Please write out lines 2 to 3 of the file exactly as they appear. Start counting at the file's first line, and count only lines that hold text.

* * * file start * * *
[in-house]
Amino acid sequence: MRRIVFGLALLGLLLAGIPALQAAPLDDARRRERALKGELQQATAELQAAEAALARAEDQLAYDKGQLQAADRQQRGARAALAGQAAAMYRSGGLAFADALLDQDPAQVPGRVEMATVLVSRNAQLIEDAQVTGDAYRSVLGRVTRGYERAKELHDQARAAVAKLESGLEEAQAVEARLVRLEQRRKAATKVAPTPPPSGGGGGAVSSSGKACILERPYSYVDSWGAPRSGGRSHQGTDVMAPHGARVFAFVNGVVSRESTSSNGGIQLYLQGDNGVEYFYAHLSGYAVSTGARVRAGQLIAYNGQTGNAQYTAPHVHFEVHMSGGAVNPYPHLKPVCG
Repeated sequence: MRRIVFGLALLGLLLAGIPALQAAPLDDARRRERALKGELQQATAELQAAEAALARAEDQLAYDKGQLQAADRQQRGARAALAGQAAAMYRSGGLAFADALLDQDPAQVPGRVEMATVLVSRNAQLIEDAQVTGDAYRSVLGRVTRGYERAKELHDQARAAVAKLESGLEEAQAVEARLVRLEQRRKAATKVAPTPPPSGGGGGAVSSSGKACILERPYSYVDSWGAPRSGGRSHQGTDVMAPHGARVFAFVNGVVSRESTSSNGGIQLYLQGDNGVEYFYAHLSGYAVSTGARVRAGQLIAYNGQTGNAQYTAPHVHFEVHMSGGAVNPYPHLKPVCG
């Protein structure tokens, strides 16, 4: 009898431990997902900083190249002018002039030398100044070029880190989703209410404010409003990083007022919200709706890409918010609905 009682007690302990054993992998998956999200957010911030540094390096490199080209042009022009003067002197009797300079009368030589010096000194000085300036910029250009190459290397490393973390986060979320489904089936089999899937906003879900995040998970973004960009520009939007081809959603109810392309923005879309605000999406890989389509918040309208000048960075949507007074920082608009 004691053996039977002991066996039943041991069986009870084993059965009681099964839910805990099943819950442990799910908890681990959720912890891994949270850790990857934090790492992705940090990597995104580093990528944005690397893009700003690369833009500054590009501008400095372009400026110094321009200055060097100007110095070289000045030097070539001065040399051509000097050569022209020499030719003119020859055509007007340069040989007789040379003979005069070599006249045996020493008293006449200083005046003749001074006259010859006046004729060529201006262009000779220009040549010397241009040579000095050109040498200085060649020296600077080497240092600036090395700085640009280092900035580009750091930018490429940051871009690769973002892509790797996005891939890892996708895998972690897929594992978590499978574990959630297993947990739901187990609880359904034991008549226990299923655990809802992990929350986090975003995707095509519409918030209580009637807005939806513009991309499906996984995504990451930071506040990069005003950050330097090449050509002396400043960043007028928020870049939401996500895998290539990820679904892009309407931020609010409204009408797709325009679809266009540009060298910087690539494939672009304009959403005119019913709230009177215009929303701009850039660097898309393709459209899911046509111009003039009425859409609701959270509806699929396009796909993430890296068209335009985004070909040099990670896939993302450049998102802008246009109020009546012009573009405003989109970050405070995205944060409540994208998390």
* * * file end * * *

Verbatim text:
Amino acid sequence: MRRIVFGLALLGLLLAGIPALQAAPLDDARRRERALKGELQQATAELQAAEAALARAEDQLAYDKGQLQAADRQQRGARAALAGQAAAMYRSGGLAFADALLDQDPAQVPGRVEMATVLVSRNAQLIEDAQVTGDAYRSVLGRVTRGYERAKELHDQARAAVAKLESGLEEAQAVEARLVRLEQRRKAATKVAPTPPPSGGGGGAVSSSGKACILERPYSYVDSWGAPRSGGRSHQGTDVMAPHGARVFAFVNGVVSRESTSSNGGIQLYLQGDNGVEYFYAHLSGYAVSTGARVRAGQLIAYNGQTGNAQYTAPHVHFEVHMSGGAVNPYPHLKPVCG
Repeated sequence: MRRIVFGLALLGLLLAGIPALQAAPLDDARRRERALKGELQQATAELQAAEAALARAEDQLAYDKGQLQAADRQQRGARAALAGQAAAMYRSGGLAFADALLDQDPAQVPGRVEMATVLVSRNAQLIEDAQVTGDAYRSVLGRVTRGYERAKELHDQARAAVAKLESGLEEAQAVEARLVRLEQRRKAATKVAPTPPPSGGGGGAVSSSGKACILERPYSYVDSWGAPRSGGRSHQGTDVMAPHGARVFAFVNGVVSRESTSSNGGIQLYLQGDNGVEYFYAHLSGYAVSTGARVRAGQLIAYNGQTGNAQYTAPHVHFEVHMSGGAVNPYPHLKPVCG